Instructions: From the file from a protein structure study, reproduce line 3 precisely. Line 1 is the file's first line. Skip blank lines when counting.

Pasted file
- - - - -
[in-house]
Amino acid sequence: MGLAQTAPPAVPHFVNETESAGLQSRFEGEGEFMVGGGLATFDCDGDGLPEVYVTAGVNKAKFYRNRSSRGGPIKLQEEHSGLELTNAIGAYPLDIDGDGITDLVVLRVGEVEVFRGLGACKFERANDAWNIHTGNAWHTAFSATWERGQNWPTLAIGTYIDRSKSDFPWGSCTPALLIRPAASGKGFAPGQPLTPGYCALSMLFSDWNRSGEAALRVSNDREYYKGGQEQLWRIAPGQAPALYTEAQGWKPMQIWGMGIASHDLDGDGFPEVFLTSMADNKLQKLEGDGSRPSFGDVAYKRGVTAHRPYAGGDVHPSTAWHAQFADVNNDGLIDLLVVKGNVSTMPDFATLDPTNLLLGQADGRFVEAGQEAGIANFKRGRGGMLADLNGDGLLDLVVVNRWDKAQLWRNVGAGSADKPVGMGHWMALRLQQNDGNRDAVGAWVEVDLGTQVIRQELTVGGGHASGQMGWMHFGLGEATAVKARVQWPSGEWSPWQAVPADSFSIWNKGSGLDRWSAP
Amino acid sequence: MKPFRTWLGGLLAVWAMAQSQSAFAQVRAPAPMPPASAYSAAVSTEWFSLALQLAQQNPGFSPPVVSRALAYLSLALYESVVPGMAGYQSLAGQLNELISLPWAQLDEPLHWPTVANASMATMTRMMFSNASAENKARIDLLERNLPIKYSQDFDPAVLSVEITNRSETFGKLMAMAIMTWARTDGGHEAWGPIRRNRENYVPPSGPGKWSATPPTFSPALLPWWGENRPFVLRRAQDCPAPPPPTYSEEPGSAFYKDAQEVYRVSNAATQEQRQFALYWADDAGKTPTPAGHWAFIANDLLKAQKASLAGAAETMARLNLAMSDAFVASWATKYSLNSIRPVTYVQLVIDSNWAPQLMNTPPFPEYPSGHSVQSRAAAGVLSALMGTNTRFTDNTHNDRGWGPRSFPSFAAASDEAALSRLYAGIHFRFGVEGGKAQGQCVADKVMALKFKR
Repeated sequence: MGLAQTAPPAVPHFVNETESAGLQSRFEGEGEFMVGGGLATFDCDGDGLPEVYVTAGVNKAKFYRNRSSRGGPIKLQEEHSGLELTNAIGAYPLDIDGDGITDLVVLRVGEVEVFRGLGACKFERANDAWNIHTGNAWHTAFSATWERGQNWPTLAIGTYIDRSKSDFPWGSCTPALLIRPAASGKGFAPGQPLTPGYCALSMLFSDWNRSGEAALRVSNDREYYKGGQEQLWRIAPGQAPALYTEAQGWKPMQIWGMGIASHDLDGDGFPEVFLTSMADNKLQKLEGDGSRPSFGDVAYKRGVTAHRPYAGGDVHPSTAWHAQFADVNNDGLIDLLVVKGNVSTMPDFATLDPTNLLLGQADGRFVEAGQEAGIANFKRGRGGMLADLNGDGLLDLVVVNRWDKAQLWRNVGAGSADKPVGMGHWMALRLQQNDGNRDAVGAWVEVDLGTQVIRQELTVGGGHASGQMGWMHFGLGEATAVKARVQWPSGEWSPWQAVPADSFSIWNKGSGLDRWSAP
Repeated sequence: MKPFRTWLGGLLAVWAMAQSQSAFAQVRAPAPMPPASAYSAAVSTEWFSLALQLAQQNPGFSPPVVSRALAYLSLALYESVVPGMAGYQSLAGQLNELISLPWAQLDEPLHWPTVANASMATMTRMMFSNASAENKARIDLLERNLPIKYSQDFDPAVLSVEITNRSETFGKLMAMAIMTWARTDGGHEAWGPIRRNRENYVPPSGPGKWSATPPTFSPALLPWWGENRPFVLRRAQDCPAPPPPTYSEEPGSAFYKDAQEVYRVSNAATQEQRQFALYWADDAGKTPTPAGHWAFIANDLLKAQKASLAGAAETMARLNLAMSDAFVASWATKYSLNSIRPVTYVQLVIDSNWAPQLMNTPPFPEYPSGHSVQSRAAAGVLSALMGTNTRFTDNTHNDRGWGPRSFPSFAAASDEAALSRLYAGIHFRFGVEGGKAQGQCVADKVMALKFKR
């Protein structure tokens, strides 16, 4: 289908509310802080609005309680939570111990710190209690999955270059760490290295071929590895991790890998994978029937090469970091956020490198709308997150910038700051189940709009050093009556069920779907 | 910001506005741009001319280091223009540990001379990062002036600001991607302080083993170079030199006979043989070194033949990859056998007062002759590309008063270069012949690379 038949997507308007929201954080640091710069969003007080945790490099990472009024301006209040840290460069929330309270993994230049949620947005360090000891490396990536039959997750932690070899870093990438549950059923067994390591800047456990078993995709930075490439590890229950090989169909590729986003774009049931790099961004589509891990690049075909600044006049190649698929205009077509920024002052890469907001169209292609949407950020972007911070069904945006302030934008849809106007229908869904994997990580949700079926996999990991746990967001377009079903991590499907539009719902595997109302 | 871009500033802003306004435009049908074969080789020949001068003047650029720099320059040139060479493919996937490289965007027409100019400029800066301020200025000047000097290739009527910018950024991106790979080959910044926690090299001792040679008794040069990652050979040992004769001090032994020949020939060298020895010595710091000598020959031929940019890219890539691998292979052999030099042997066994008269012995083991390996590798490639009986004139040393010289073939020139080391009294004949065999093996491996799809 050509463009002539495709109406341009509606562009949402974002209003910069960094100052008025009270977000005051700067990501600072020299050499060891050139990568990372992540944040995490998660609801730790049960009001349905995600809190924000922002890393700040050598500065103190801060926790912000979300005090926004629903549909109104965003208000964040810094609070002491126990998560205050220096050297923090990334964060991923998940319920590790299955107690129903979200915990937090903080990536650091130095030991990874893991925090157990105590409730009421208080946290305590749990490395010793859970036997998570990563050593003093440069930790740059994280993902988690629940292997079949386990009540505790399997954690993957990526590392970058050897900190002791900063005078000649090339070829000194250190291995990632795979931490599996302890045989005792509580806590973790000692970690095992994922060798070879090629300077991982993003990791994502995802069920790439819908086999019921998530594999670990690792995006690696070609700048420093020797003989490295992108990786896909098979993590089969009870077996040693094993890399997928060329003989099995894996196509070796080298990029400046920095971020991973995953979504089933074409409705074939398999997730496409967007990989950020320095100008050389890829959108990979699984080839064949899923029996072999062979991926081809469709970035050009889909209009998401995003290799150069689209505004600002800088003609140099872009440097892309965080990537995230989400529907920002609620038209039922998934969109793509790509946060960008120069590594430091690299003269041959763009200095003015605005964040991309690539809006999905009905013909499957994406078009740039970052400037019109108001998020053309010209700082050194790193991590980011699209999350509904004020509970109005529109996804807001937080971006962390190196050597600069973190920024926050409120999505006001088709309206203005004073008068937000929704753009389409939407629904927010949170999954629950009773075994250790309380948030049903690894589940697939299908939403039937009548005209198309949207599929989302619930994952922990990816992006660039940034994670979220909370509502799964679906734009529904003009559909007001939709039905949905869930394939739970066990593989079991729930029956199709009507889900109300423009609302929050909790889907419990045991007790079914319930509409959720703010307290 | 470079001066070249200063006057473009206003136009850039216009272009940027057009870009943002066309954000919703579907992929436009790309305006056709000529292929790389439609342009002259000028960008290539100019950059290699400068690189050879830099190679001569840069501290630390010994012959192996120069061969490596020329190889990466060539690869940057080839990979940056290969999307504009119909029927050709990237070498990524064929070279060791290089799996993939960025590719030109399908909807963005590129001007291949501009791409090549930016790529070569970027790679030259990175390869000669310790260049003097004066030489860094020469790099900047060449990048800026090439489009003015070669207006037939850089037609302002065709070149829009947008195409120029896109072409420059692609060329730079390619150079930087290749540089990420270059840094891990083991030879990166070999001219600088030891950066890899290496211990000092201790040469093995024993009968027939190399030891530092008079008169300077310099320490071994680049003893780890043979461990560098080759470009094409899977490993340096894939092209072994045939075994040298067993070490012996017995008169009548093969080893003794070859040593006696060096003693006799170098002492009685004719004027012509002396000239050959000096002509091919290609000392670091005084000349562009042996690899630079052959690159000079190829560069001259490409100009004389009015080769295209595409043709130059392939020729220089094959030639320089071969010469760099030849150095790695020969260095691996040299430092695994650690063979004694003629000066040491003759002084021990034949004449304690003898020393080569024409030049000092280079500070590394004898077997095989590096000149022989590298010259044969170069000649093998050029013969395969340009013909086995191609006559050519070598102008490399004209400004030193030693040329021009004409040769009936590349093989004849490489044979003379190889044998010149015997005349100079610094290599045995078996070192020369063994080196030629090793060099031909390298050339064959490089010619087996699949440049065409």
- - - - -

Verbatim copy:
Amino acid sequence: MKPFRTWLGGLLAVWAMAQSQSAFAQVRAPAPMPPASAYSAAVSTEWFSLALQLAQQNPGFSPPVVSRALAYLSLALYESVVPGMAGYQSLAGQLNELISLPWAQLDEPLHWPTVANASMATMTRMMFSNASAENKARIDLLERNLPIKYSQDFDPAVLSVEITNRSETFGKLMAMAIMTWARTDGGHEAWGPIRRNRENYVPPSGPGKWSATPPTFSPALLPWWGENRPFVLRRAQDCPAPPPPTYSEEPGSAFYKDAQEVYRVSNAATQEQRQFALYWADDAGKTPTPAGHWAFIANDLLKAQKASLAGAAETMARLNLAMSDAFVASWATKYSLNSIRPVTYVQLVIDSNWAPQLMNTPPFPEYPSGHSVQSRAAAGVLSALMGTNTRFTDNTHNDRGWGPRSFPSFAAASDEAALSRLYAGIHFRFGVEGGKAQGQCVADKVMALKFKR